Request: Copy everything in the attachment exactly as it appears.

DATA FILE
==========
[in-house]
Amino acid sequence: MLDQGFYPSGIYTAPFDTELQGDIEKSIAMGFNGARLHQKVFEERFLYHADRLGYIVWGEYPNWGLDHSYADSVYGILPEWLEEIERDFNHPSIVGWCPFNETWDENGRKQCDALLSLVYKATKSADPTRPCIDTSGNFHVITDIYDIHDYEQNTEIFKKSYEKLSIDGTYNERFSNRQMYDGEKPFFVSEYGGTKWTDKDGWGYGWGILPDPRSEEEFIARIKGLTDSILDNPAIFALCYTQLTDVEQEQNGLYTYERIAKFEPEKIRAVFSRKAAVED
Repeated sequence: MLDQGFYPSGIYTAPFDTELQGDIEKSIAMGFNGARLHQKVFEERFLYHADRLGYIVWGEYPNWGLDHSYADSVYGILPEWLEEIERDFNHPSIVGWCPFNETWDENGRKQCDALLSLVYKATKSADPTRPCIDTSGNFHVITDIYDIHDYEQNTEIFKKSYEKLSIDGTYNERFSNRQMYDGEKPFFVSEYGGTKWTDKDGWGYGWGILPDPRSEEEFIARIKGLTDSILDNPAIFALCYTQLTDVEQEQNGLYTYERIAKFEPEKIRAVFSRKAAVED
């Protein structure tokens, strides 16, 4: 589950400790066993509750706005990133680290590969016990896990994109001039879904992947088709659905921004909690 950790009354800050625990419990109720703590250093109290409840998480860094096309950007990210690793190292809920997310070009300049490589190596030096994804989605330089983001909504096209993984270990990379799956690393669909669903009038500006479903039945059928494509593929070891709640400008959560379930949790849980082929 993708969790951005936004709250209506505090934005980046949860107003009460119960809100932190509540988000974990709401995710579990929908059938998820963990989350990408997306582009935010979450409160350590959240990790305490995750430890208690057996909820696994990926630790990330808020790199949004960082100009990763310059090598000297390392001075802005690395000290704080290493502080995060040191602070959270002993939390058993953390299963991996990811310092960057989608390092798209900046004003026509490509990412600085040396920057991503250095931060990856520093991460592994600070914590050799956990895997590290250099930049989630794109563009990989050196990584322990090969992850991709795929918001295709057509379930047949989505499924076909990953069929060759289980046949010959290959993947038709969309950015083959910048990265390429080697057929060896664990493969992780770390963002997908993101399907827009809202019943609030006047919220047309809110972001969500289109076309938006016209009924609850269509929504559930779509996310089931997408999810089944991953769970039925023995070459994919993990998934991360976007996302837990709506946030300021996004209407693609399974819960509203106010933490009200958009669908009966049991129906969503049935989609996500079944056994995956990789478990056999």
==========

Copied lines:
[in-house]
Amino acid sequence: MLDQGFYPSGIYTAPFDTELQGDIEKSIAMGFNGARLHQKVFEERFLYHADRLGYIVWGEYPNWGLDHSYADSVYGILPEWLEEIERDFNHPSIVGWCPFNETWDENGRKQCDALLSLVYKATKSADPTRPCIDTSGNFHVITDIYDIHDYEQNTEIFKKSYEKLSIDGTYNERFSNRQMYDGEKPFFVSEYGGTKWTDKDGWGYGWGILPDPRSEEEFIARIKGLTDSILDNPAIFALCYTQLTDVEQEQNGLYTYERIAKFEPEKIRAVFSRKAAVED
Repeated sequence: MLDQGFYPSGIYTAPFDTELQGDIEKSIAMGFNGARLHQKVFEERFLYHADRLGYIVWGEYPNWGLDHSYADSVYGILPEWLEEIERDFNHPSIVGWCPFNETWDENGRKQCDALLSLVYKATKSADPTRPCIDTSGNFHVITDIYDIHDYEQNTEIFKKSYEKLSIDGTYNERFSNRQMYDGEKPFFVSEYGGTKWTDKDGWGYGWGILPDPRSEEEFIARIKGLTDSILDNPAIFALCYTQLTDVEQEQNGLYTYERIAKFEPEKIRAVFSRKAAVED
């Protein structure tokens, strides 16, 4: 589950400790066993509750706005990133680290590969016990896990994109001039879904992947088709659905921004909690 950790009354800050625990419990109720703590250093109290409840998480860094096309950007990210690793190292809920997310070009300049490589190596030096994804989605330089983001909504096209993984270990990379799956690393669909669903009038500006479903039945059928494509593929070891709640400008959560379930949790849980082929 993708969790951005936004709250209506505090934005980046949860107003009460119960809100932190509540988000974990709401995710579990929908059938998820963990989350990408997306582009935010979450409160350590959240990790305490995750430890208690057996909820696994990926630790990330808020790199949004960082100009990763310059090598000297390392001075802005690395000290704080290493502080995060040191602070959270002993939390058993953390299963991996990811310092960057989608390092798209900046004003026509490509990412600085040396920057991503250095931060990856520093991460592994600070914590050799956990895997590290250099930049989630794109563009990989050196990584322990090969992850991709795929918001295709057509379930047949989505499924076909990953069929060759289980046949010959290959993947038709969309950015083959910048990265390429080697057929060896664990493969992780770390963002997908993101399907827009809202019943609030006047919220047309809110972001969500289109076309938006016209009924609850269509929504559930779509996310089931997408999810089944991953769970039925023995070459994919993990998934991360976007996302837990709506946030300021996004209407693609399974819960509203106010933490009200958009669908009966049991129906969503049935989609996500079944056994995956990789478990056999």